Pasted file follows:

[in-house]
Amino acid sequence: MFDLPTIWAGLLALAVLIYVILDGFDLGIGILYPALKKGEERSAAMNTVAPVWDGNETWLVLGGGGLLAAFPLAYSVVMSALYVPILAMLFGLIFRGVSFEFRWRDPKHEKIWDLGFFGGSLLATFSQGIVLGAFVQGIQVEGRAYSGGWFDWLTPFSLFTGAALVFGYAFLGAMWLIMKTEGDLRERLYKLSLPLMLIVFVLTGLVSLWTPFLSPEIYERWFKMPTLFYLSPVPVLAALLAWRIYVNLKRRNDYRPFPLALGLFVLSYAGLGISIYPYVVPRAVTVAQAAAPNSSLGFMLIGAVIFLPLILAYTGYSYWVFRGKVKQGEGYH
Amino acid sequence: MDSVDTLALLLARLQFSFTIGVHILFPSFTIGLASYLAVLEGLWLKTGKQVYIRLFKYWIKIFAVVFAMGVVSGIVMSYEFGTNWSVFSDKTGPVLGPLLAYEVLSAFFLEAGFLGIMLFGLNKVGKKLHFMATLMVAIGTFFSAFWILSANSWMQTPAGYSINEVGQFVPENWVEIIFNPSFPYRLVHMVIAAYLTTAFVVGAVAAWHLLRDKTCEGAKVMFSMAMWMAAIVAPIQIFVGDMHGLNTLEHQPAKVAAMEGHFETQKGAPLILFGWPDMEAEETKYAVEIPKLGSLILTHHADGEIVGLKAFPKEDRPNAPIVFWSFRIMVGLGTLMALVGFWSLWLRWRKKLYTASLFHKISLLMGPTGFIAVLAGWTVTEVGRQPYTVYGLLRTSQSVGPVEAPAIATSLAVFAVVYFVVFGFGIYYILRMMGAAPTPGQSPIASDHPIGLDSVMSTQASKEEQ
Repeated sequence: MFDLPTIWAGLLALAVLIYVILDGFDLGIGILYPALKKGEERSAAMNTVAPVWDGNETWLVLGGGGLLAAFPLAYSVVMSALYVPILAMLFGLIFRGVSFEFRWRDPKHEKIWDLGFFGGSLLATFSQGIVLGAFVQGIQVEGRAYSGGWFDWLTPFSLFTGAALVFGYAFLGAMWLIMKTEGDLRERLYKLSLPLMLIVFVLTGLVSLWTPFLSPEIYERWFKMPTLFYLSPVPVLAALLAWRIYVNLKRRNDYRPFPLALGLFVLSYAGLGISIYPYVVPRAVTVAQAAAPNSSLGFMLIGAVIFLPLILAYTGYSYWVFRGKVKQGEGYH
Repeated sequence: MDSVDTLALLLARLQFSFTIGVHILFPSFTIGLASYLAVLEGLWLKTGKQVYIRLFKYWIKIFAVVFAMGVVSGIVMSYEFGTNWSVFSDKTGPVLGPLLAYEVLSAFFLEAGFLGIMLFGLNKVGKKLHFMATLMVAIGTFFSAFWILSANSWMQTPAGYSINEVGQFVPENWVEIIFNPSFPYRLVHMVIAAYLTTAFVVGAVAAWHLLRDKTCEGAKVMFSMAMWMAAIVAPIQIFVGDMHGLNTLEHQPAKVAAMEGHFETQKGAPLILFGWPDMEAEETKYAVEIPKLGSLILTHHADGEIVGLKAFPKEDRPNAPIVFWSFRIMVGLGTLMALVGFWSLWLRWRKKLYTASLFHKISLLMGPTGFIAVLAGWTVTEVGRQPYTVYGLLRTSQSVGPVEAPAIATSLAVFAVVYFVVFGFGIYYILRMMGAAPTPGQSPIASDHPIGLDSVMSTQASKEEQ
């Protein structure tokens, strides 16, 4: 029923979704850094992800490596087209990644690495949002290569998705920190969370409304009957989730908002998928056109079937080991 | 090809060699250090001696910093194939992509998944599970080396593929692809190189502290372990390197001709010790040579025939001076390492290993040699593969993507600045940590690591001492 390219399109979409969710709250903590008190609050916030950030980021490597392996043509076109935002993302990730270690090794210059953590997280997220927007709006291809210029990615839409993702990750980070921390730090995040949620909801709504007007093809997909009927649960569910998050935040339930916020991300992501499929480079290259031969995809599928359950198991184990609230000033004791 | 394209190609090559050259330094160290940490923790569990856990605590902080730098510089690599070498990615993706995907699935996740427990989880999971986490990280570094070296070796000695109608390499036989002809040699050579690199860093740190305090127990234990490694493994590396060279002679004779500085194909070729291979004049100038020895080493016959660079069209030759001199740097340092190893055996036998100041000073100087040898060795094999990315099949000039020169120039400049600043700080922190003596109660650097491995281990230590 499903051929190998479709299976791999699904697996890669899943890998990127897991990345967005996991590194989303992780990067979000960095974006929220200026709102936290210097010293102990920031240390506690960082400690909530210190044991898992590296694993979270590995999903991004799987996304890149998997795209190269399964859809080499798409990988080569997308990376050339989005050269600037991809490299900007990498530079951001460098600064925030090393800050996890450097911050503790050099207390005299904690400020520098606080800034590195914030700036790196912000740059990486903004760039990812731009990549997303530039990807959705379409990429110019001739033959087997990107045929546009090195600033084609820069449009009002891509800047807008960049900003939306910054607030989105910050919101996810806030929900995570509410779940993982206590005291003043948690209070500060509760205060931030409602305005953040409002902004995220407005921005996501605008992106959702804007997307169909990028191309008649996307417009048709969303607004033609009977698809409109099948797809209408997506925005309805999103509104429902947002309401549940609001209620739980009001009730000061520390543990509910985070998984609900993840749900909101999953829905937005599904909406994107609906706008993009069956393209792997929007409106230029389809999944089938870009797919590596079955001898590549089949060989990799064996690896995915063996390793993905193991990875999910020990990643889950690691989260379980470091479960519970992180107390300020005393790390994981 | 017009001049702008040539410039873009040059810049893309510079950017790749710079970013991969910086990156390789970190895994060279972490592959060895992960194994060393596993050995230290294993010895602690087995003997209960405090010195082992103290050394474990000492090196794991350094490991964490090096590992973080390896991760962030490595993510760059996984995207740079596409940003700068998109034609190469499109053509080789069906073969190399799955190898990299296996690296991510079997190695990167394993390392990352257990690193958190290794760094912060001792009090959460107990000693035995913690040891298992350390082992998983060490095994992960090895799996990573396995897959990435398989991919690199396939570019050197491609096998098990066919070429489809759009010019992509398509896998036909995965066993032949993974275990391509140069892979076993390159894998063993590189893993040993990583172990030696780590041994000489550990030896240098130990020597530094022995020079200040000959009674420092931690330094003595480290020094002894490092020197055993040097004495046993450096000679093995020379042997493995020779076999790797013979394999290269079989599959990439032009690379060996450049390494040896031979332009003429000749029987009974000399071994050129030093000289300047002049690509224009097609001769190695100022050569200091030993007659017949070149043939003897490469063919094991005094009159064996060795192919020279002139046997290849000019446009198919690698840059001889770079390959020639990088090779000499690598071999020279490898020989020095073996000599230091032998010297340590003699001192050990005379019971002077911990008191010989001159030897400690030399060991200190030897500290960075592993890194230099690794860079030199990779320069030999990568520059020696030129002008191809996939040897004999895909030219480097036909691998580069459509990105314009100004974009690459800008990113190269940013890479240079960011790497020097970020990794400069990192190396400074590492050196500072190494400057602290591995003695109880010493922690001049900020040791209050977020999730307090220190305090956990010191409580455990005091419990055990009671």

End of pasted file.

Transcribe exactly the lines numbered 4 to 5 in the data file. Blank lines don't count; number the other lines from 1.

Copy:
Repeated sequence: MFDLPTIWAGLLALAVLIYVILDGFDLGIGILYPALKKGEERSAAMNTVAPVWDGNETWLVLGGGGLLAAFPLAYSVVMSALYVPILAMLFGLIFRGVSFEFRWRDPKHEKIWDLGFFGGSLLATFSQGIVLGAFVQGIQVEGRAYSGGWFDWLTPFSLFTGAALVFGYAFLGAMWLIMKTEGDLRERLYKLSLPLMLIVFVLTGLVSLWTPFLSPEIYERWFKMPTLFYLSPVPVLAALLAWRIYVNLKRRNDYRPFPLALGLFVLSYAGLGISIYPYVVPRAVTVAQAAAPNSSLGFMLIGAVIFLPLILAYTGYSYWVFRGKVKQGEGYH
Repeated sequence: MDSVDTLALLLARLQFSFTIGVHILFPSFTIGLASYLAVLEGLWLKTGKQVYIRLFKYWIKIFAVVFAMGVVSGIVMSYEFGTNWSVFSDKTGPVLGPLLAYEVLSAFFLEAGFLGIMLFGLNKVGKKLHFMATLMVAIGTFFSAFWILSANSWMQTPAGYSINEVGQFVPENWVEIIFNPSFPYRLVHMVIAAYLTTAFVVGAVAAWHLLRDKTCEGAKVMFSMAMWMAAIVAPIQIFVGDMHGLNTLEHQPAKVAAMEGHFETQKGAPLILFGWPDMEAEETKYAVEIPKLGSLILTHHADGEIVGLKAFPKEDRPNAPIVFWSFRIMVGLGTLMALVGFWSLWLRWRKKLYTASLFHKISLLMGPTGFIAVLAGWTVTEVGRQPYTVYGLLRTSQSVGPVEAPAIATSLAVFAVVYFVVFGFGIYYILRMMGAAPTPGQSPIASDHPIGLDSVMSTQASKEEQ